Peggy DeCastro, 82; Part of Hit Latin Singing Trio

Times Staff Writer

Peggy DeCastro, eldest of the Latin singing trio the DeCastro Sisters, known for their 1950s hit recording of “Teach Me Tonight,” has died. She was 82.

DeCastro died March 6 in Las Vegas of lung cancer, according to the trio’s manager, Alan Eichler.

The three sisters -- Peggy, Cherie and Babette -- were known as the “Cuban Andrews Sisters” and gained fame with a flamboyant nightclub act in Cuba. They also sang on a Cuban radio station owned by their father.

After the family moved to Miami in 1945, the girls became protegees of Brazilian singing star Carmen Miranda, who put them in her motion picture, “Copacabana.”


They also provided many of the bird and animal voices in Walt Disney’s “Song of the South.”

The sisters had a part in Los Angeles and television history in 1947 when, during an appearance at the Hollywood nightspot Slapsie Maxie’s, they were hired for the original telecast of KTLA-TV.

A single snippet of film exists of that live broadcast from Paramount Studios -- a Paramount newsreel shot of Bob Hope introducing the DeCastros singing “Babalu.”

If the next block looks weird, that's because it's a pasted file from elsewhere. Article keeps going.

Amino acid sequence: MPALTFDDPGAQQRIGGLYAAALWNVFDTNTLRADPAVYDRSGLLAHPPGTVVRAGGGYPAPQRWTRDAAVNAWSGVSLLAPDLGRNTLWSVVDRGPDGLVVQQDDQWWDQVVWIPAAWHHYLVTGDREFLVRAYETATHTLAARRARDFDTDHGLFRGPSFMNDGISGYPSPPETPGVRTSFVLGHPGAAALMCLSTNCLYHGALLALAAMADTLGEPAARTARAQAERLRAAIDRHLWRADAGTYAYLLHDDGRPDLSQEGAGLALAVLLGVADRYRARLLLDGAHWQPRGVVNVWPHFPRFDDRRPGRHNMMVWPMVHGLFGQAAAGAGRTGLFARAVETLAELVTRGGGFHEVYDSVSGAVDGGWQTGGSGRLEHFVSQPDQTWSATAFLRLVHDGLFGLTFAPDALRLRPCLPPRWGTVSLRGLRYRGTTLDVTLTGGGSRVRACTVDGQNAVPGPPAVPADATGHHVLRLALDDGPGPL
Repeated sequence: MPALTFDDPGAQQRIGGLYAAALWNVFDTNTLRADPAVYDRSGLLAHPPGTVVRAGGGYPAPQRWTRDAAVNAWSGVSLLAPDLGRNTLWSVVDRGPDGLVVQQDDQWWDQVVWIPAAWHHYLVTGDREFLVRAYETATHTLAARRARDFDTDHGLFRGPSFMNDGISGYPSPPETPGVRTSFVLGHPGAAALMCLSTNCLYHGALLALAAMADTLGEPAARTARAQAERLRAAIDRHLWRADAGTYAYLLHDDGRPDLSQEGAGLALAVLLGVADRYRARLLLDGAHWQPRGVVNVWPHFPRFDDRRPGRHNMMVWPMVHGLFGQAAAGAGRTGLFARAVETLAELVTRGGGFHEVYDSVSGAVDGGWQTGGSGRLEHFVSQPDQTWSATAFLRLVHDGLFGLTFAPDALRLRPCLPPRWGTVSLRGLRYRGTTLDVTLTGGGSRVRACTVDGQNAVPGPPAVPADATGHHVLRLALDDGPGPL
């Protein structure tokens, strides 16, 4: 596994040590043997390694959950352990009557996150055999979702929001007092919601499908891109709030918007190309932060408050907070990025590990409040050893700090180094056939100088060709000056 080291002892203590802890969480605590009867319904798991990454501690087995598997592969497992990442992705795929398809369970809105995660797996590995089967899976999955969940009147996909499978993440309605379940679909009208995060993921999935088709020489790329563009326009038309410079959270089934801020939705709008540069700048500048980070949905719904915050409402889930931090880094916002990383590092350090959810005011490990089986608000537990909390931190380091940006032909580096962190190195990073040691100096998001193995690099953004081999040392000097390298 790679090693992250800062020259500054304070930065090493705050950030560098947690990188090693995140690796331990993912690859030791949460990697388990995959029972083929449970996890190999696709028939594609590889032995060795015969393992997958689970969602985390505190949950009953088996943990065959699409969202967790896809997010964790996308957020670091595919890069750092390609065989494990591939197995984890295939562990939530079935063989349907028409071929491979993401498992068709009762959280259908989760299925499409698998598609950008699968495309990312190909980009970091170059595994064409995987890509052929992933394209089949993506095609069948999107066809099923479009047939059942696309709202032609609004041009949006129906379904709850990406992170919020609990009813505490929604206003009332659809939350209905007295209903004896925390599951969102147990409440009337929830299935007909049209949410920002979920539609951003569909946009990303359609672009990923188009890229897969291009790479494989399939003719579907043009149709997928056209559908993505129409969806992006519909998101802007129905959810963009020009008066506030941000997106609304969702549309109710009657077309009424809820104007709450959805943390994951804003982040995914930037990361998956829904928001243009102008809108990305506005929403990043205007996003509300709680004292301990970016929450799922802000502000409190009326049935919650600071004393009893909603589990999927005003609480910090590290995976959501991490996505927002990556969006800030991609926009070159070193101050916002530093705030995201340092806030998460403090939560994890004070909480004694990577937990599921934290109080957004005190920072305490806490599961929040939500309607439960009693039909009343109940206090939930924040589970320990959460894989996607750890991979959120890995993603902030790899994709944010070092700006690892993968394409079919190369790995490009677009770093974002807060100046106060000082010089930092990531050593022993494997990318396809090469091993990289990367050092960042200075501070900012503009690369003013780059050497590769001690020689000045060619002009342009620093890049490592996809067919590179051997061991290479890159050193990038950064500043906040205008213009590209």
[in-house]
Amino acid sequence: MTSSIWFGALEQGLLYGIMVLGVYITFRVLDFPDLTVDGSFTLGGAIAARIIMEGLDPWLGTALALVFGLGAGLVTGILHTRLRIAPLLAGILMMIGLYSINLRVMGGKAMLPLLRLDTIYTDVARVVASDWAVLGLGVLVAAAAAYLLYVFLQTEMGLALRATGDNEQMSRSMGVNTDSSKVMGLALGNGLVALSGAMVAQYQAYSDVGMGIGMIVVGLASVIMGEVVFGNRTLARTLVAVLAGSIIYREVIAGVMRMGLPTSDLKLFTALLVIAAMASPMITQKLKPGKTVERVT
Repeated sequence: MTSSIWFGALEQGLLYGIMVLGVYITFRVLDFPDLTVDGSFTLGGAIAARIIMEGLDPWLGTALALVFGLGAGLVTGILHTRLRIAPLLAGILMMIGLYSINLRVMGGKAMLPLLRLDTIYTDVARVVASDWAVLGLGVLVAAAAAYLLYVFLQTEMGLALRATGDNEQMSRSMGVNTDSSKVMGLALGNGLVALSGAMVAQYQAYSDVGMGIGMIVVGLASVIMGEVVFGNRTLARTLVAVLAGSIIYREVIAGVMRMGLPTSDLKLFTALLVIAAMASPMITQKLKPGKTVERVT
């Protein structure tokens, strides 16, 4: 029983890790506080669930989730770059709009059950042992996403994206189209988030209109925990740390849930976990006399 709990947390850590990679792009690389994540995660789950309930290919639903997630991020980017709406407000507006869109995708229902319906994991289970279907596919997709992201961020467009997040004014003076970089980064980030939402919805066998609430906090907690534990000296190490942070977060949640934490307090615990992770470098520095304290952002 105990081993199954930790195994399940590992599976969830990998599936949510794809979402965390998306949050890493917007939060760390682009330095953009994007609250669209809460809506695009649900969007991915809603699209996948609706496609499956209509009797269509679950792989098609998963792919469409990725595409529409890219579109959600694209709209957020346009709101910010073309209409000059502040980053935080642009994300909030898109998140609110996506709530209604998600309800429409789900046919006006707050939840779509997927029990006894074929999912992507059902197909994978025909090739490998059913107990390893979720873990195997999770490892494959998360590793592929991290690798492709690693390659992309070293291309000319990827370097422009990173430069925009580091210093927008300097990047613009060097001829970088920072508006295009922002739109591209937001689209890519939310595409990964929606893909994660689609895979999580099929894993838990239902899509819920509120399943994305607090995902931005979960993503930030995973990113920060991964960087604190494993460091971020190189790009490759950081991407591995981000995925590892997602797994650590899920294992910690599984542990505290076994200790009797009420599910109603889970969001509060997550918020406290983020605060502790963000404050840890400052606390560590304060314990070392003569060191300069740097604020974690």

The DeCastro Sisters found quick popularity in the 1950s performing at the Sahara Hotel and the Desert Inn in Las Vegas, and were soon sharing stages with such entertainers as George Burns and Noel Coward.


They earned international acclaim in 1954 with their recording of the Sammy Cahn and Gene De Paul song “Teach Me Tonight.” Their version sold more than 5 million copies and was in the Top 10, even though two other recordings of the song -- by Jo Stafford and by Dinah Washington -- were released the same year.

Other hit recordings for the DeCastros in the 1950s included “Boom Boom Boomerang,” “Too Late Now,” “Snowbound for Christmas,” “Give Me Time” and “Cowboys Don’t Cry.”

After Babette retired, she was replaced by a younger cousin, Olgita DeCastro Marino, who died in 2000. The reconstituted trio found a new popularity in Las Vegas nightclub acts in the late 1980s.

They returned to Los Angeles in 1997 for the 50th anniversary special of KTLA’s launch and later appeared at the Hollywood Roosevelt’s Cinegrill. They also toured with Buddy Greco and Gloria DeHaven.

The daughter of a Ziegfeld Follies dancer, Peggy DeCastro was born Marguerita Dolores Esperanza Fernando DeCastro on her father’s sugar plantation in the Dominican Republic.

She gave her last performance in a wheelchair Feb. 14, when she appeared with her sister, Cherie, at Las Vegas’ Boulder Station to sing the Jimmy Durante classic “Old Man Time.”

Widowed two years ago by the death of her husband, John Carricaburu, she is survived by a son, Gene Lilley of Thousand Oaks, and her sister, Cherie DeCastro of Las Vegas.